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365 Days of Wonderful

January 20 & 21, 2018

RBC Convention Centre Winnipeg

Blog

Wedding Etiquette

Posted by in Wedding Resources

A few general quidelines to some of the basics. Just remember each wedding is different, but the following information is a good place to get started.

 

Receiving Lines:

Receiving lines serve many different purposes. First of all they allow each guest the opportunity to see the bride and groom and offer their best wishes and congratulations. Secondly it is an opportunity for introductions.

Traditionally receiving lines are comprised of the parents of the bride and groom, the bride and groom, the maid of honour and the bridesmaids.

As each guest passes through the line they should be introduced to those in the receiving line with whom they are not acquainted by the person standing adjacent to them.

Flower girls, ring bearers, and ushers are not part of the formal receiving line, but can mingle with the guests.

In the case of divorced parents organize the receiving line such that divorced parents do not have to stand next to each other.

Receiving Line Order

Mother of the Bride
Father of the Bride (optional)
Mother of the Groom
Father of the Groom (optional)
Bride
Groom
Maid of Honour
Best Man
Bridesmaid(s)
Usher(s)

 

Seating Arrangements:

Seating arrangements at the church may very depending on the religion and clergy. If you have any questions or concerns about seating arrangements you should address your clergy.

Typically the bride’s family and friends sit on the left hand side and the groom’s on the right. Parents are seated in the first pew, followed by other important guests. Often these pews are differentiated from the rest with special pew markers/bows. Sometimes general guests are seated evenly on both sides, if there is a strong imbalance.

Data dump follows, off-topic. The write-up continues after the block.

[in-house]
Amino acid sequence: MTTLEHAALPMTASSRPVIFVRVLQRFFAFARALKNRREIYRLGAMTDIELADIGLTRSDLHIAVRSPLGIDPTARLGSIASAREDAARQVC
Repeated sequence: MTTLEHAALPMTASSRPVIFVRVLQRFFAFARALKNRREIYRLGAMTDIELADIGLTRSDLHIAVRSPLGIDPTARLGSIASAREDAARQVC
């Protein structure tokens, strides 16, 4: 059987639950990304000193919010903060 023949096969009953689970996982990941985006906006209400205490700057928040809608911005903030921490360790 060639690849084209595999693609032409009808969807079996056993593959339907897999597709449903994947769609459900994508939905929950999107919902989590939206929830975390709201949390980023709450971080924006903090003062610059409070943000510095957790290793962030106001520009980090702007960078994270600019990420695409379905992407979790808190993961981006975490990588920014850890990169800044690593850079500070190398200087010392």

Seating at the Church

Bride’s Parents
Bride’s Grandparents, siblings, aunts, uncles, godparents, etc.
Other family & friends of the bride

Groom’s Parents
Groom’s Grandparents, siblings, aunts, uncles, godparents, etc.
Other family & friends of the groom

If your church has two aisles the bride’s family and friends are usually seated on both sides of the left aisle and the grooms on the right. Parents and special guests usually sit next to the appropriate aisle, but in the center section.If the parents of the bride or groom are divorced they are seated in separate pews. For example the mother in the first and father in the second. Alternatively there may be a few rows of family member seated in-between if extra “space” is required. (Each situation is unique and may require some creativity and compromise to find the “right” solution for you.)

Seating at the Head Table

Bridesmaid
Usher
Bridesmaid
Best Man
Bride
Groom
Maid of Honour
Usher
Bridesmaid
Usher

Each set of parents are usually seated at their own table with family, (close friends) and clergy.

 

Toasts:

There are many acceptable variations on the order of toasts and their presentation, however they usually follow this traditional guideline.

Order of Toasts

Toast to the Bride
Toast to the Bride and Groom
The Groom’s Response followed by the toast to the bridesmaids.
The Best Man’s Response on behalf of the bridesmaids.
Other Toasts
Toast by the Father of the Bride welcoming the groom to the family and inviting guests to enjoy their evening.

Something Old, Something New…

Posted by in Wedding Resources

Did you ever wonder how the quote “Something Old, Something New, Something Borrowed, Something Blue” started?

Something Old:

This refers to the brides previous way of living, before the wedding. It is suppose to symbolize the transition into her new life, whilst not forgetting the one she had.

Something New:

This is the second part of the transition. It signifies the future ahead and all the prosperity it shall bring.

Something Borrowed:

This item tends to be borrowed from another previously wed bride. You borrow it so that you may have all the luck and joy that the bride who first wore it has now in her marriage.

Something Blue:

Before Queen Victoria set the standard for marrying in white, Blue was the common colour to be wed in. Blue, much before white (in fact during biblical times) was the colour of purity, and thus, women would marry gowned in it. The artifact of blue is merely a testament to the original colour of purity.